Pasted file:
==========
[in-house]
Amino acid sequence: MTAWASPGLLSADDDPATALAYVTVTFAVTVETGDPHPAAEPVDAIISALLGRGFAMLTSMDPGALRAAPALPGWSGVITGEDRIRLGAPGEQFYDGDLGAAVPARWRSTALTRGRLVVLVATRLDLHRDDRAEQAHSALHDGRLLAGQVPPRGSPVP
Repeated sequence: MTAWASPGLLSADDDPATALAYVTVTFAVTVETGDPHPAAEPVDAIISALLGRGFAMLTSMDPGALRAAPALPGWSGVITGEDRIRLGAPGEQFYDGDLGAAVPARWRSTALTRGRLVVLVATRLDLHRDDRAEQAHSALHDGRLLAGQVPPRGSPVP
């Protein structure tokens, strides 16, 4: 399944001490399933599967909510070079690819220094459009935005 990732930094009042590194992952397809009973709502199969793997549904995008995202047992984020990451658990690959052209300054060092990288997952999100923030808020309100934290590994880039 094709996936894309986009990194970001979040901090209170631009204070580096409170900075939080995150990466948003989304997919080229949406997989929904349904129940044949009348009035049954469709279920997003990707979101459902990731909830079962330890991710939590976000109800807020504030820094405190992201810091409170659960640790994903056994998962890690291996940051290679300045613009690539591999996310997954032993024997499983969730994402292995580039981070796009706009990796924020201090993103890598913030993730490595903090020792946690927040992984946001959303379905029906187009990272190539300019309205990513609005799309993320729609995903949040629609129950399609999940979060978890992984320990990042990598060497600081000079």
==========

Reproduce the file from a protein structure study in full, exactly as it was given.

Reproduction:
[in-house]
Amino acid sequence: MTAWASPGLLSADDDPATALAYVTVTFAVTVETGDPHPAAEPVDAIISALLGRGFAMLTSMDPGALRAAPALPGWSGVITGEDRIRLGAPGEQFYDGDLGAAVPARWRSTALTRGRLVVLVATRLDLHRDDRAEQAHSALHDGRLLAGQVPPRGSPVP
Repeated sequence: MTAWASPGLLSADDDPATALAYVTVTFAVTVETGDPHPAAEPVDAIISALLGRGFAMLTSMDPGALRAAPALPGWSGVITGEDRIRLGAPGEQFYDGDLGAAVPARWRSTALTRGRLVVLVATRLDLHRDDRAEQAHSALHDGRLLAGQVPPRGSPVP
């Protein structure tokens, strides 16, 4: 399944001490399933599967909510070079690819220094459009935005 990732930094009042590194992952397809009973709502199969793997549904995008995202047992984020990451658990690959052209300054060092990288997952999100923030808020309100934290590994880039 094709996936894309986009990194970001979040901090209170631009204070580096409170900075939080995150990466948003989304997919080229949406997989929904349904129940044949009348009035049954469709279920997003990707979101459902990731909830079962330890991710939590976000109800807020504030820094405190992201810091409170659960640790994903056994998962890690291996940051290679300045613009690539591999996310997954032993024997499983969730994402292995580039981070796009706009990796924020201090993103890598913030993730490595903090020792946690927040992984946001959303379905029906187009990272190539300019309205990513609005799309993320729609995903949040629609129950399609999940979060978890992984320990990042990598060497600081000079």